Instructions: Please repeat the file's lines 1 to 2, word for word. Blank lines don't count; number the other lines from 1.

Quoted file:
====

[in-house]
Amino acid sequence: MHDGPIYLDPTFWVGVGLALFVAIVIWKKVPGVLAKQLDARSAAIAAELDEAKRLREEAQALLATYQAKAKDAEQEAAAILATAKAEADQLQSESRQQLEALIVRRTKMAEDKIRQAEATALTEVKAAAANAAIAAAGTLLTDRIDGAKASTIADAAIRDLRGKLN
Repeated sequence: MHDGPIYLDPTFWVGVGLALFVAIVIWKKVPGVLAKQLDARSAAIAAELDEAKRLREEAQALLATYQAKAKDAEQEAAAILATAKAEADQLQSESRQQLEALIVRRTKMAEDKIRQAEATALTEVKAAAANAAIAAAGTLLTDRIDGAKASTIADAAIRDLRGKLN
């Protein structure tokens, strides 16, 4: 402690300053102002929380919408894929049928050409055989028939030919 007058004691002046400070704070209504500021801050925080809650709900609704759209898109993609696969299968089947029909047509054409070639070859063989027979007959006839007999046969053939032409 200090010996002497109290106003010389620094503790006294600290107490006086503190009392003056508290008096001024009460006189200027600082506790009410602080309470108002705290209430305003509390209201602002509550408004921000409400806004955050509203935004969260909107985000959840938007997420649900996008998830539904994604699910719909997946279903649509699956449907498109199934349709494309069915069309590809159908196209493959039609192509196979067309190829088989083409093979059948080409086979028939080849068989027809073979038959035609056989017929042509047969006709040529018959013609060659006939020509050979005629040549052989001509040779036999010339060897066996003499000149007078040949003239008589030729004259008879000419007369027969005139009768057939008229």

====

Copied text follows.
[in-house]
Amino acid sequence: MHDGPIYLDPTFWVGVGLALFVAIVIWKKVPGVLAKQLDARSAAIAAELDEAKRLREEAQALLATYQAKAKDAEQEAAAILATAKAEADQLQSESRQQLEALIVRRTKMAEDKIRQAEATALTEVKAAAANAAIAAAGTLLTDRIDGAKASTIADAAIRDLRGKLN